3 Added ZFC counterexample at omega_2

Here is a counterexample, which works in ZFC without anyadditional large cardinal or other extra hypothesis. Thisargument, which verifies the guess I made in my original answer, is the result of a conversation I had with ArthurApter.

The example involves the forcing $\mathbb{S}$ to add astationary non-reflecting subset of $\omega_2$, that is, astationary set $S\subset\omega_2$, such that $S\cap\gamma$is not stationary for any $\gamma\lt\omega_2$ of cofinality$\omega_1$. Conditions in $\mathbb{S}$ consist of boundedsets $s\subset\omega_2$ satisfying the condition for all$\gamma\leq\sup(s)$. The forcing is$\lt\omega_2$-strategically closed, since in the game whereplayers play a game of length $\omega_2$, with player IIplaying at limit stages, player II may invent an imaginaryclub set $c$ which is extended as play proceeds, and sheensures that this club remains disjoint from the conditions$s$ that are played. Thus, the forcing adds no new subsetsof $\omega_1$ and in particular, preserves $\omega_2$.Also, it follows that the generic set $S\subset\omega_2$added by $\mathbb{S}$ is indeed stationary. Note that$\mathbb{S}$ has no $\leq\omega_1$-closed dense subset,since with such a highly closed dense subset we would beable to construct an initial segment of $S$ that contains aclub of order type $\omega_1$, which would violate thenon-reflecting property.

Next, let $\mathbb{T}$ be the forcing to destroy thestationarity of the set $S$ added by $\mathbb{S}$, byadding a club set $C\subset\omega_2$ with $S\capC=\emptyset$, using closed initial segments. A bootstrapargument shows that the combined forcing$\mathbb{S}\ast\mathbb{T}$ has a dense subset that consistsessentially of $(s,c)$, where $s\subset\gamma=\sup(s)$ and$c$ is a closed set containing $\gamma=\sup(c)$ with $s\capc=\emptyset$. This dense set is $\leq\omega_1$-closed, andthus the combined forcing $\mathbb{S}\ast\mathbb{T}$ isforcing equivalent to $\text{Add}(\omega_2,1)$. So thesituation is that $\mathbb{S}$ makes the regrettable fauxpas of creating a stationary non-reflecting set, but$\mathbb{T}$ apologizes, and the combination$\mathbb{S}\ast\mathbb{T}$ is completely mild.

So now we can build the counterexample to Cantor-Bernsteinfor forcing. Let $\mathbb{P}=\text{Add}(\omega_2,1)$, andlet $\mathbb{Q}=\mathbb{P}\ast\mathbb{S}$. Clearly$\mathbb{P}$ is a factor of $\mathbb{Q}$, and $\mathbb{Q}$is a factor of $\mathbb{P}$, precisely becauseSo each embeds completely into the other, but they are notforcing equivalent, because $\mathbb{P}$ has a$\leq\omega_1$-closed dense subset, but $\mathbb{Q}$ doesnot, and this is a property preserved by forcingequivalence.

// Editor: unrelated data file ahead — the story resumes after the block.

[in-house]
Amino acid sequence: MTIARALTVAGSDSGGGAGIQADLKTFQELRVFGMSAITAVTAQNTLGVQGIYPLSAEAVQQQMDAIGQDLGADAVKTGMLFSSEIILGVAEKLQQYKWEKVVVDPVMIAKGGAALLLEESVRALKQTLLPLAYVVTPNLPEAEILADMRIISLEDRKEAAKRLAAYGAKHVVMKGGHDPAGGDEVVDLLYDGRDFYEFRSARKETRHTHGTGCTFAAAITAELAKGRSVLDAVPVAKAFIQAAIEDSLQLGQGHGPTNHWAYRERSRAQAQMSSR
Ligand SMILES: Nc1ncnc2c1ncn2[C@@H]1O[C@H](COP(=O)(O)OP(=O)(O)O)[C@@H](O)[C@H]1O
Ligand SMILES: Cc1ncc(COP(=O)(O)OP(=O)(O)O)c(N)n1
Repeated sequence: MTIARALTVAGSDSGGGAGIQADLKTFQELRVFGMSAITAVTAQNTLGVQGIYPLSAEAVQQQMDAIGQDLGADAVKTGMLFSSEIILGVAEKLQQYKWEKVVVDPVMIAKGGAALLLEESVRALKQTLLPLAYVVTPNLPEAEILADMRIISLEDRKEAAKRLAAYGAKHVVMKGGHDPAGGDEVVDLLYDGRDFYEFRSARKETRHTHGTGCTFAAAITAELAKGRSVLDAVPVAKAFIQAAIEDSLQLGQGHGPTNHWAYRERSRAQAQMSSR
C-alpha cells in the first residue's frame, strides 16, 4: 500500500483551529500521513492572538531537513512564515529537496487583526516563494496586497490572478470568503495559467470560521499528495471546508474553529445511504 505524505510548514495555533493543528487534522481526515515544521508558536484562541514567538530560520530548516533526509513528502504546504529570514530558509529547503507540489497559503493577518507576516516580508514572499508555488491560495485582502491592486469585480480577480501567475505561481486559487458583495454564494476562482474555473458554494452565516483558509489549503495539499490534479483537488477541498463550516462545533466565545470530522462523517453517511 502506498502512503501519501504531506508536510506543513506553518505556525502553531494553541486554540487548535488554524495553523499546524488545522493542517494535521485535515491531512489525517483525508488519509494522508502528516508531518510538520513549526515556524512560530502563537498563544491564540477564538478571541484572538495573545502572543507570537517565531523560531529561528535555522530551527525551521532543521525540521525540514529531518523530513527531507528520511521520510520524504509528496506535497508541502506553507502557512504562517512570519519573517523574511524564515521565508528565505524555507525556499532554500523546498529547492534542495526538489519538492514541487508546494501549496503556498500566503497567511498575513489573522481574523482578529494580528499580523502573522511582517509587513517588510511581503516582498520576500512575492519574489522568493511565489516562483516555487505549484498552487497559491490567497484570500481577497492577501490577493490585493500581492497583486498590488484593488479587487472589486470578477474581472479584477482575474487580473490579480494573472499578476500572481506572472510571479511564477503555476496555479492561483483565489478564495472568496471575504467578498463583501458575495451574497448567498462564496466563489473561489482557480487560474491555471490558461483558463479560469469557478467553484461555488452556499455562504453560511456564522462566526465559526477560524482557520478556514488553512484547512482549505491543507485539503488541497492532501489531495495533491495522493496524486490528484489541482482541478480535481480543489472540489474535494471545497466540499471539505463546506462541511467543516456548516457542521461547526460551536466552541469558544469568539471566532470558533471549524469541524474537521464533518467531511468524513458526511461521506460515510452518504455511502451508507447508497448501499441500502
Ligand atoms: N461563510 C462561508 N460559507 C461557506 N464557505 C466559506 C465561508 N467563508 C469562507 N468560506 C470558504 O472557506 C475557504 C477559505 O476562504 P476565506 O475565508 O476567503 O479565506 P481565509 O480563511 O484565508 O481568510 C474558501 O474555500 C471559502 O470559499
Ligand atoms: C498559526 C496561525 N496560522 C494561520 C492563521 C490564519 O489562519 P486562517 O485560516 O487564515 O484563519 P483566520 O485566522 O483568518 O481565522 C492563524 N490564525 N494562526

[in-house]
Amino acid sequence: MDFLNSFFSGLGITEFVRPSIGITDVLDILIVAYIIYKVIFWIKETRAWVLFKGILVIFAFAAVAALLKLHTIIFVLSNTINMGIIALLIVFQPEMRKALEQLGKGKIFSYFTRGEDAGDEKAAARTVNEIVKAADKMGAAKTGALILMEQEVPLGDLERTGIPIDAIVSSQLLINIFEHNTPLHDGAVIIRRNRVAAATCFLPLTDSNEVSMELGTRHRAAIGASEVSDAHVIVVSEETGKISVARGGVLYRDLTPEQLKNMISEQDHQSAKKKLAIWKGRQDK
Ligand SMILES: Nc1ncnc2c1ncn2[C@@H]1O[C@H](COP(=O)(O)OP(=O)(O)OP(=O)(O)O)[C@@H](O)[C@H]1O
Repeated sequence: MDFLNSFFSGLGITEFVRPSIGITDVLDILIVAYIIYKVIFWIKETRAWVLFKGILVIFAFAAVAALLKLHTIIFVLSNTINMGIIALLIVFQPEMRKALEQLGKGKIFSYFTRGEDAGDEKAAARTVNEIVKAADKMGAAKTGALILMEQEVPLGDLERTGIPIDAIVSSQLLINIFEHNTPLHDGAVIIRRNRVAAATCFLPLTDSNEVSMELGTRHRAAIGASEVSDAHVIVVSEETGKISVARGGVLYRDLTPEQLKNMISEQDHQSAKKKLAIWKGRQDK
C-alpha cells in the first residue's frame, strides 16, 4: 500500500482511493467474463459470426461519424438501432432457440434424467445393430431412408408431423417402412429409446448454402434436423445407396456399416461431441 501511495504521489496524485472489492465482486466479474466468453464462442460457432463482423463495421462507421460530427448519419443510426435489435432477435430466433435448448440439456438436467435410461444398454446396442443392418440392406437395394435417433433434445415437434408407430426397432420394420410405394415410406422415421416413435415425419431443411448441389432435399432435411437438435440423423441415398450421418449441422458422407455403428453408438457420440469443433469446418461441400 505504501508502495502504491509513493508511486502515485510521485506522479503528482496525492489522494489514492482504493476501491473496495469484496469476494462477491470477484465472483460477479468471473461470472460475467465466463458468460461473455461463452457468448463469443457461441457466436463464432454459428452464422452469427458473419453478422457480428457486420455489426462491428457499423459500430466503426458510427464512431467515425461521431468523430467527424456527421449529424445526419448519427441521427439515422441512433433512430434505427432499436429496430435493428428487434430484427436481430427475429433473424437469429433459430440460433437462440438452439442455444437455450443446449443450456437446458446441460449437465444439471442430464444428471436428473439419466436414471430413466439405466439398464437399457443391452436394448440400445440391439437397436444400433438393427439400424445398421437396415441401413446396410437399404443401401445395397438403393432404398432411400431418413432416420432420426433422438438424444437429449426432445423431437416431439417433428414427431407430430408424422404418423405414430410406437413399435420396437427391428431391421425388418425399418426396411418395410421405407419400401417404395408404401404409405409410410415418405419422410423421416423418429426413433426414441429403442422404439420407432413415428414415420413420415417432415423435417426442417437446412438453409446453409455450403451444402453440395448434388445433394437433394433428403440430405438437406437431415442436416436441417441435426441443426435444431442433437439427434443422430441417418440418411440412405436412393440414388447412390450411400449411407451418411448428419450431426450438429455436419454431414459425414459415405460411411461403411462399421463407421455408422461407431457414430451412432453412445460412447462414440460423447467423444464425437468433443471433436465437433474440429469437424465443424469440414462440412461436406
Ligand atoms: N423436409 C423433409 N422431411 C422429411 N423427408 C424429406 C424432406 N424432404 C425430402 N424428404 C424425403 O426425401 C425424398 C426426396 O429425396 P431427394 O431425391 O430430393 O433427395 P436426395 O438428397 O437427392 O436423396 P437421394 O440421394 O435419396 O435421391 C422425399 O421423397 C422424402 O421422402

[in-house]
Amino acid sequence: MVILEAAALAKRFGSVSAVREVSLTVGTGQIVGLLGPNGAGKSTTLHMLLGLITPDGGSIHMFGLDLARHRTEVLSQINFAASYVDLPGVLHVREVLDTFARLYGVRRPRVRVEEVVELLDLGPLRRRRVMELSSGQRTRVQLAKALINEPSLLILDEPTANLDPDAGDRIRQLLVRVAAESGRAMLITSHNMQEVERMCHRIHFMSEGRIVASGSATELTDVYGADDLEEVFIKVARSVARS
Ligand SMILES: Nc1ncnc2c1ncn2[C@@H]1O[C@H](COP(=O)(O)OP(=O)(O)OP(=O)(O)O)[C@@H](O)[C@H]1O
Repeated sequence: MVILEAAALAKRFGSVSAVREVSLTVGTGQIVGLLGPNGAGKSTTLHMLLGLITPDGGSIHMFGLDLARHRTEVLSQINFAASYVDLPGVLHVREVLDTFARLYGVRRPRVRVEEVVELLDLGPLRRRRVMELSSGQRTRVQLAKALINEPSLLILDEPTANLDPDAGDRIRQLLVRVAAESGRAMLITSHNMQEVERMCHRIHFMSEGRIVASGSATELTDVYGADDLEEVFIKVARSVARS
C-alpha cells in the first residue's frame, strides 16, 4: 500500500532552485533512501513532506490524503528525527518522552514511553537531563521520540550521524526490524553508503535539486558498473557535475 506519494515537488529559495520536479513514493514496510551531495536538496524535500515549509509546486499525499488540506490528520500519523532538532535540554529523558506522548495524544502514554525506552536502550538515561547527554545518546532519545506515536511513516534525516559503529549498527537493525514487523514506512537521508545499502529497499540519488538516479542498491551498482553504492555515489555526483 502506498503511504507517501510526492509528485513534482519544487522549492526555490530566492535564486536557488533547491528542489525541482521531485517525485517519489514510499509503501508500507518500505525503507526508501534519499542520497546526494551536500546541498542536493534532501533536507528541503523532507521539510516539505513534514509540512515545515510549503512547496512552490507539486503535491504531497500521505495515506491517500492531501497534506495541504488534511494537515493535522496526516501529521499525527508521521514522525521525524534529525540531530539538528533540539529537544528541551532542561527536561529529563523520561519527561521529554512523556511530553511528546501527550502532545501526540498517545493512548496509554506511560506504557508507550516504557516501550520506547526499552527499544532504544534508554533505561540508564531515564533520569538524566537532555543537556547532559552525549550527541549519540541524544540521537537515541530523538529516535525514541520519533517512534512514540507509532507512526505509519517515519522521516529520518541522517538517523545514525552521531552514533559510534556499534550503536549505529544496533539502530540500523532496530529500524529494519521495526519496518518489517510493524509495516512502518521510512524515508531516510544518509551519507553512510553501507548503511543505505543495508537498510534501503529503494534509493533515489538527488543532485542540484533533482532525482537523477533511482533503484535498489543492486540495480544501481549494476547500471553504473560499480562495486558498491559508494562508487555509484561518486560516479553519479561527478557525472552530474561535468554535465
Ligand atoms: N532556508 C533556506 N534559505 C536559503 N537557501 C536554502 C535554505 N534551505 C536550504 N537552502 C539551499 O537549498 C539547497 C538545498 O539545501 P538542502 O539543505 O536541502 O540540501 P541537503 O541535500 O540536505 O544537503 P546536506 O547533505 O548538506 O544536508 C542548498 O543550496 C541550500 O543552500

The argument easily generalizes to higher cardinals than$\omega_2$ (but not for $\omega_1$).

Here is a counterexample, but it uses a large cardinal. I

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Here is a counterexample, but it uses a large cardinal. I expect that we will be able to eliminate the large cardinal, perhaps by constructing a similar example down low.

Suppose that $\kappa$ is weakly compact. Let $\mathbb{P}=\text{Add}(\kappa,1)$ be the forcing to add a Cohen subset of $\kappa$ by initial segment. Let $\mathbb{Q}=\text{Add}(\kappa,1)*\mathbb{T}$ be the forcing that first adds a Cohen subset to $\kappa$, and then forces to create a $\kappa$-Suslin tree.

Clearly, $\mathbb{P}$ is explicitly a forcing factor of $\mathbb{Q}$. For the converse direction, observe that the forcing $\mathbb{T}$ to create the $\kappa$-Suslin tree can be followed by the forcing that destroys this Suslin tree $T$, by forcing $\mathbb{D}$ to cover it with $\kappa$-many branches. The combined forcing $\mathbb{T}\ast\mathbb{D}$ is actually isomorphic to the forcing consisting of trees of height less than $\kappa$ that are already covered by the branches. This forcing is ${\lt}\kappa$-closed and hence isomorphic to $\text{Add}(\kappa,1)$. It follows that $\mathbb{Q}\mathbb{D}$ \mathbb{Q}\ast\mathbb{D}$is the same as$\mathbb{P}\mathbb{T}\ast\mathbb{D}$, \mathbb{P}\ast\mathbb{T}\ast\mathbb{D}$, which is the same as $\text{Add}(\kappa,1)\ast\text{Add}(\kappa,1)$, which is forcing equivalent to $\text{Add}(\kappa,1)$, which is $\mathbb{P}$. Thus, we have argued that a further forcing extension of $\mathbb{Q}$ is isomorphic to $\mathbb{P}$, and so $\mathbb{Q}$ is a factor of $\mathbb{P}$.